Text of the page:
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United States Department of Agriculture

Agricultural Research Service

Title: Plant Genotype Specific Selection of Rhizosphere-Inhabiting 2,4-Dapg-Producing Fluorescent Pseudomonas Spp. from Resident Soil Populations.

item Mazzola, Mark
item Funnell-Harris, Deanna
item Raaijmakers, Jos - THE NETHERLANDS

Submitted to: Meeting Abstract
Publication Type: Proceedings
Publication Acceptance Date: February 1, 2004
Publication Date: July 5, 2004
Citation: Mazzola, M., Funnell, D., Raaijmakers, J. 2004. Plant genotype specific selection of rhizosphere-inhabiting 2,4-dapg-producing fluorescent pseudomonas spp. from resident soil populations. Proceedings, Rhizosphere 2004: Perspectives and Challenges. p. 180.

Interpretive Summary: Abstract only.

Technical Abstract: Emerging evidence indicates a role for plant genotype as a determinant of species and genetic composition of saprophytic soil microbial communities. Studies were conducted to determine the impact of wheat or apple genotpe on genetic composition of the fluorescent pseudomonad populations recovered from the rhizosphere and capacity to enhance resident populations of 2,4-DAPG-producing strains, a group of bacteria known to provide biological disease control. DAPG-producing strains were recovered from the rhizosphere of wheat cultivar Lewjain at populations higher than those recovered from other wheat cultivars. Based on genetic analyses two previously undefined ph1D+ gentoypes (PfZ and PfY) were identified. Lewjain and Penwawa were the primary source of genotype PfY and PfZ isolates, respectively. Fluorescent pseudomonad populations from seedling and G16 apple rootstocks were dominated by genotype 13 while genotype 1 dominated populations from Bud9, M7, M26 and MM106. Genotype 9 (=2,4-DAPG-producing) was present in the population from G16 irrespective of the soil system. These results add further to evidence indicating specificity in interactions between plants and saprophytic solid microbes. As 2,4-DAPG-producing Pseudomonas spp. have a central role in take-all decline, we postulate that the use of cultivars possessing a superior capacity to enhance resident populations of these bacteria may reduce length of the monoculture period required to induce natural supressiveness of soils toward this disease.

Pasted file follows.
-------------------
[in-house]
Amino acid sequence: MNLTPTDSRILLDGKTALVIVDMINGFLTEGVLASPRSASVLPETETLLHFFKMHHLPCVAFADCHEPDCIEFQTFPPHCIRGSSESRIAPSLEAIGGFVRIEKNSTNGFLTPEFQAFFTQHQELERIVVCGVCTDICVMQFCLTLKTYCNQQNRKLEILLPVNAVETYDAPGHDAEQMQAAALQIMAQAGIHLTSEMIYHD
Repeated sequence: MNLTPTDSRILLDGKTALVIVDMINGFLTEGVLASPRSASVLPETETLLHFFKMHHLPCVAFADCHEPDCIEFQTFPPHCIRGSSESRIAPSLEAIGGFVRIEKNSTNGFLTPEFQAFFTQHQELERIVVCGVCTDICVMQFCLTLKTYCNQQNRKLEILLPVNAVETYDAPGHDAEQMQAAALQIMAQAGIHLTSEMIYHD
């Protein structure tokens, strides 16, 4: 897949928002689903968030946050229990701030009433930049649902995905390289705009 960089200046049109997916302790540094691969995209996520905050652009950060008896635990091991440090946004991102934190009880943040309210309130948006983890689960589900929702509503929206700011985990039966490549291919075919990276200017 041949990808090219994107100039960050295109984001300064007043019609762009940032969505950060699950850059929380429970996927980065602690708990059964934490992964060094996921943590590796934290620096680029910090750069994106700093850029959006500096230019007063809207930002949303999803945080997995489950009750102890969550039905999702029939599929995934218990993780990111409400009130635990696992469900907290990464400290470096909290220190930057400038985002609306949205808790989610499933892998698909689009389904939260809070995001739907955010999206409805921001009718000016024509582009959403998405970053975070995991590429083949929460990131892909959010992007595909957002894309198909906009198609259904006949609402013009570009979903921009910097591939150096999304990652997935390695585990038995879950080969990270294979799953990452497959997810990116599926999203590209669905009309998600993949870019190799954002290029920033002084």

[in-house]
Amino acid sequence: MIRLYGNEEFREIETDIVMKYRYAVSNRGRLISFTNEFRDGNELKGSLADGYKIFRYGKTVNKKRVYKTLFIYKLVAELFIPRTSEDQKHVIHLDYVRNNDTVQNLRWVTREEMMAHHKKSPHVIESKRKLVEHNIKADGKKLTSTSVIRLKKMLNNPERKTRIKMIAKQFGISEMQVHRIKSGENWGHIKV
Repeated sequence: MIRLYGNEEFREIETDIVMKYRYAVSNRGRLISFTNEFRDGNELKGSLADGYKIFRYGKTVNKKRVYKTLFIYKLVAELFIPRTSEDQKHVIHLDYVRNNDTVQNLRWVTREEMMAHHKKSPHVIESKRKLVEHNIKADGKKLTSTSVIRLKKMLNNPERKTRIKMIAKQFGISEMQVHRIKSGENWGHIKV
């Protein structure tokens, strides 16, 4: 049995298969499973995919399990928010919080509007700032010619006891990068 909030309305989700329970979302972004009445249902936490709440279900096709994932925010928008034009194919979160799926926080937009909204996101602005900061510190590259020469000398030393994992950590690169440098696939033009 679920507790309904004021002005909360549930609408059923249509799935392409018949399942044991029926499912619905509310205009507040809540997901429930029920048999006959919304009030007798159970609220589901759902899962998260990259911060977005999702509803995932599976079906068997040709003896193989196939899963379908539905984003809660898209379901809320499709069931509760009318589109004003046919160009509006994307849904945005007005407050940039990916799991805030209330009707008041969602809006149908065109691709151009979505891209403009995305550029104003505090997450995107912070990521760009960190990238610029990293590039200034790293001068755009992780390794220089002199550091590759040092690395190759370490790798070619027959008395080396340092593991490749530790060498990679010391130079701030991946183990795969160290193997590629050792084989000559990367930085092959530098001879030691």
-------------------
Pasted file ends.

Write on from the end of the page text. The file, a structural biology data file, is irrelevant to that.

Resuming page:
Last Modified: 5/5/2015
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